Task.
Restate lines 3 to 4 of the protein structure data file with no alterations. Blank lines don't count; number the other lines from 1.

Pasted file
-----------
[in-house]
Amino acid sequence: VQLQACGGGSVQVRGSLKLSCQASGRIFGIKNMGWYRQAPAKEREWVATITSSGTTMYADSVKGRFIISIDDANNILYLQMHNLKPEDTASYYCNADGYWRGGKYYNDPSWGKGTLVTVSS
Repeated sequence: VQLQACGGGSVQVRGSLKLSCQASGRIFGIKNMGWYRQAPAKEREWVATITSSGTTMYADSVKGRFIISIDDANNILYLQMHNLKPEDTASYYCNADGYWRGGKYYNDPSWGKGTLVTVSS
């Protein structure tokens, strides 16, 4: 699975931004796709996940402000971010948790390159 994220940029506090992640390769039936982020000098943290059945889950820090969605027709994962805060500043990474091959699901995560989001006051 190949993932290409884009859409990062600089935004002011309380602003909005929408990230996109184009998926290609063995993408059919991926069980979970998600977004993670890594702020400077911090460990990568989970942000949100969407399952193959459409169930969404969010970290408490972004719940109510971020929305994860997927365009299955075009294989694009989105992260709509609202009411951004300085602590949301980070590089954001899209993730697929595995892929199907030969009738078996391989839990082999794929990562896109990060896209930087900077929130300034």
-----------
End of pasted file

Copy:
Repeated sequence: VQLQACGGGSVQVRGSLKLSCQASGRIFGIKNMGWYRQAPAKEREWVATITSSGTTMYADSVKGRFIISIDDANNILYLQMHNLKPEDTASYYCNADGYWRGGKYYNDPSWGKGTLVTVSS
């Protein structure tokens, strides 16, 4: 699975931004796709996940402000971010948790390159 994220940029506090992640390769039936982020000098943290059945889950820090969605027709994962805060500043990474091959699901995560989001006051 190949993932290409884009859409990062600089935004002011309380602003909005929408990230996109184009998926290609063995993408059919991926069980979970998600977004993670890594702020400077911090460990990568989970942000949100969407399952193959459409169930969404969010970290408490972004719940109510971020929305994860997927365009299955075009294989694009989105992260709509609202009411951004300085602590949301980070590089954001899209993730697929595995892929199907030969009738078996391989839990082999794929990562896109990060896209930087900077929130300034």